Dennis Jones is a Jamaican-born international economist, who has lived most of the time in the UK and USA, and latterly in Guinea, west Africa. He moved back to the Caribbean in 2007. This blog contains his observations on life on this small eastern Caribbean island, as well as views on life and issues on a broader landscape, especially the Caribbean and Africa.







**You may contact me by e-mail at livinginbarbados[at]gmail[dot]com**

Sunday, June 01, 2008

A walk down memory lane.

I had arranged to hang out in London with my first born for a day on my way to France. The blessed child had just spent a few days with her maternal grandparents in Lancashire, had also visited old grand cousins on the west coast of Cumberland, and had headed back to university on the train. She had almost immediately got onto another train from Nottingham to arrive in London late in the evening. I had no specific plans, other than my usual cheese-buying trip to Covent Garden. We talked about treating me to some Penhaligon cologne. Add to that some thinking about what she wanted as a nice 21st birthday present, as that day is fast approaching: right now, it looks like an iPhone has the edge, but it's a woman's right to change her mind. After a short conflab, we agreed to go and visit some old boyhood haunts of mine .

I had arrived in England from Jamaica with my parents as a six year old in the early 1960s, and we lived first in the west London area of Shepherd's Bush. All of my early impressions of English life were formed there. The house was centrally located. I lived less than five minutes from my primary school, and walked to and from it every school day. I lived qbout five minutes from the library. My first home was five minutes walk from Queen's Park Rangers (QPR) football ground, and most of what I developed as a love for that sport was nurtured there. Many of my track successes were at the White City Stadium, then the premier track in England, and it was a 20 minute walk from my house.

Even after moving to other west London districts in the mid-1960s and going to a grammar school in Westminster and later university, my link with The Bush remained strong: I was a football fan so went back to support my team for most home matches. QPR were an unfashionable London team that found a flashy star in Rodney Marsh--a Brazilian style artist, who loved trickery and the unexpected. They soared from the then-Third Division as champions in 1966-67, becoming the first Third Division club to win the League Cup in the same season, coming from 0-2 at half time at Wembley to beat First Division side West Bromwich Albion 3-2. They soared to the First Division (now Premier League) in 1968, but were relegated after just one season. Five years later they were back in the top division and were pipped to the championship by Liverpool on the last day of the 1975-76 season.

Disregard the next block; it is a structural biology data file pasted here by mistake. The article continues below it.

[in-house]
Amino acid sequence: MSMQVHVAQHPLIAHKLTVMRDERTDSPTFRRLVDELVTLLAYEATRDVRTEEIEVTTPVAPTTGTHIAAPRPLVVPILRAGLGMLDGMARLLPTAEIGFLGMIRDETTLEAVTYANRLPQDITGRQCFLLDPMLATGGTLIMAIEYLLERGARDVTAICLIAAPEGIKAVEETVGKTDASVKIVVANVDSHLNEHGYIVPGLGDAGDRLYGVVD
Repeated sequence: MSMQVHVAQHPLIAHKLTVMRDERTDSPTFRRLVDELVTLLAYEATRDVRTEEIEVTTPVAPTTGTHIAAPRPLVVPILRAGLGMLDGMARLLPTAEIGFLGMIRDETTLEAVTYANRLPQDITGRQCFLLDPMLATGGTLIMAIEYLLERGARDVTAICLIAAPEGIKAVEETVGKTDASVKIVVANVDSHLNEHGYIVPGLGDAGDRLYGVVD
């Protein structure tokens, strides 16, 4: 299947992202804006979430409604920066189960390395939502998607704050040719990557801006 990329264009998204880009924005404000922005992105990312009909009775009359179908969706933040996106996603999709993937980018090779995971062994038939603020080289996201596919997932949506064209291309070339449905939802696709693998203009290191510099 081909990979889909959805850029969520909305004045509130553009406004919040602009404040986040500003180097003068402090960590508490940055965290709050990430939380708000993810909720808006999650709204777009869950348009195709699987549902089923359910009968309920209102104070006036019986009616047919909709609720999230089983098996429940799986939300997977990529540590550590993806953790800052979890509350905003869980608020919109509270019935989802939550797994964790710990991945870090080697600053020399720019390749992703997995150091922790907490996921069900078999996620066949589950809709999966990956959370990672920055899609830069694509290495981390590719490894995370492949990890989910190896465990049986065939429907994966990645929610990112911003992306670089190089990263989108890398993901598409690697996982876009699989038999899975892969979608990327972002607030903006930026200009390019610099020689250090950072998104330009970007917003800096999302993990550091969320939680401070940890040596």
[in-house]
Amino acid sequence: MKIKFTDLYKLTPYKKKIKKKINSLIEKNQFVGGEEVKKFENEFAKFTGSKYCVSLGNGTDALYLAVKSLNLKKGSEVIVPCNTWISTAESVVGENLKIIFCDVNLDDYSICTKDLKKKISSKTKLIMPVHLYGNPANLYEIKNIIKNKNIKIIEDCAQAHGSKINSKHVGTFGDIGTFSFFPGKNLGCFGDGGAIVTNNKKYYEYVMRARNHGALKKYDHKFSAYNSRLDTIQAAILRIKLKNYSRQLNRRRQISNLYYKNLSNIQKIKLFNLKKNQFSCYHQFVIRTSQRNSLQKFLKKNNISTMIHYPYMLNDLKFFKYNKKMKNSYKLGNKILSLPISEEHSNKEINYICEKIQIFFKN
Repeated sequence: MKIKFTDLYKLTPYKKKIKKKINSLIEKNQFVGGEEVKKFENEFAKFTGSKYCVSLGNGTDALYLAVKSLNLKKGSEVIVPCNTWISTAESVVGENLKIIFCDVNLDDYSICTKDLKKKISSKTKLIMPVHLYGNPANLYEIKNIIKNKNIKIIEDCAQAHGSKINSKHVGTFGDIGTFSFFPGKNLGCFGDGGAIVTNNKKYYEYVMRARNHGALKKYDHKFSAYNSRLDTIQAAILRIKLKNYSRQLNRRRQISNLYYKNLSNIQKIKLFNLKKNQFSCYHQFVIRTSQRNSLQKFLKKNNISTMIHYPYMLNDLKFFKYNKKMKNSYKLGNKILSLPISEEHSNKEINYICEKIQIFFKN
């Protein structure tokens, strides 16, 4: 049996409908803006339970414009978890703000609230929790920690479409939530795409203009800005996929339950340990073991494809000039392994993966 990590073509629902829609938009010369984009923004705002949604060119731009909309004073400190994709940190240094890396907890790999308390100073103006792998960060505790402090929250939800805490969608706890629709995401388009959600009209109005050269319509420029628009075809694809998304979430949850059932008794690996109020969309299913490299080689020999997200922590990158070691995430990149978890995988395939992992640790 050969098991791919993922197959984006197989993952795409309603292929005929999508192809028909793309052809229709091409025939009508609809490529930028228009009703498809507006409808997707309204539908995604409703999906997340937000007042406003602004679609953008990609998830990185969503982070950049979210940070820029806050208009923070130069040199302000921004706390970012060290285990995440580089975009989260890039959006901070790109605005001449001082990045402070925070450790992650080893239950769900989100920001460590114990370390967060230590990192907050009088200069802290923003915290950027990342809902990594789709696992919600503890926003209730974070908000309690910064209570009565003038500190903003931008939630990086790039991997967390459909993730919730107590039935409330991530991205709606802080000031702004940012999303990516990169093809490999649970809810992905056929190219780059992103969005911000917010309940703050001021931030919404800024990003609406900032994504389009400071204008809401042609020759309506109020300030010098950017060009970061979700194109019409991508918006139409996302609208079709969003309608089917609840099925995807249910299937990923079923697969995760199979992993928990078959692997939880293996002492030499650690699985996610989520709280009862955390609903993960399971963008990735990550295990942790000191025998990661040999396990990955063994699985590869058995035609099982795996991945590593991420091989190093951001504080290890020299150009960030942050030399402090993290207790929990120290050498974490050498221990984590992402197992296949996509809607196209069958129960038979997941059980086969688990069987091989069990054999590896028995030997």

So, I went back to "my town" with my daughter. Although her mother is English and she was born in London, and is now having a year at university in Nottingham, she does not know England well. She's building up her Englishness, though.

We visited my old home in a street that now has a solid yuppy feel.We visited the library where I would spend many hours reading. We visited "The Green", where I played football and strangely baseball--my best friend had an uncle in the US Air Force--and noticed the tennis courts still there and still barely used. Back then we thought tennis was for "toffs".We visited the market, which is still lively and full of much the same merchandise: cheap clothes, fresh fruit and vegetables, fresh meat, a lot of foods from Africa, Asia, and the Caribbean. I have a friend from primary school whose Italian parents had a clothes stall and he now runs it; his uncle used to have a café nearby where we would eat salmon and cucumber sandwiches and drink tea some afternoons--it's now a kebab house. The merchants have changed a lot; back in the 1960s they were white "Lonnoners", now they are mainly turbaned Sikhs (Indians). The stores I used to venture into for magazines and model kits are gone.

We took a look at my Victorian era primary school and the church associated with it, where we found a good Anglican congregation: to this day I have never come across another church that regularly offers a hot served breakfast after the main Sunday service.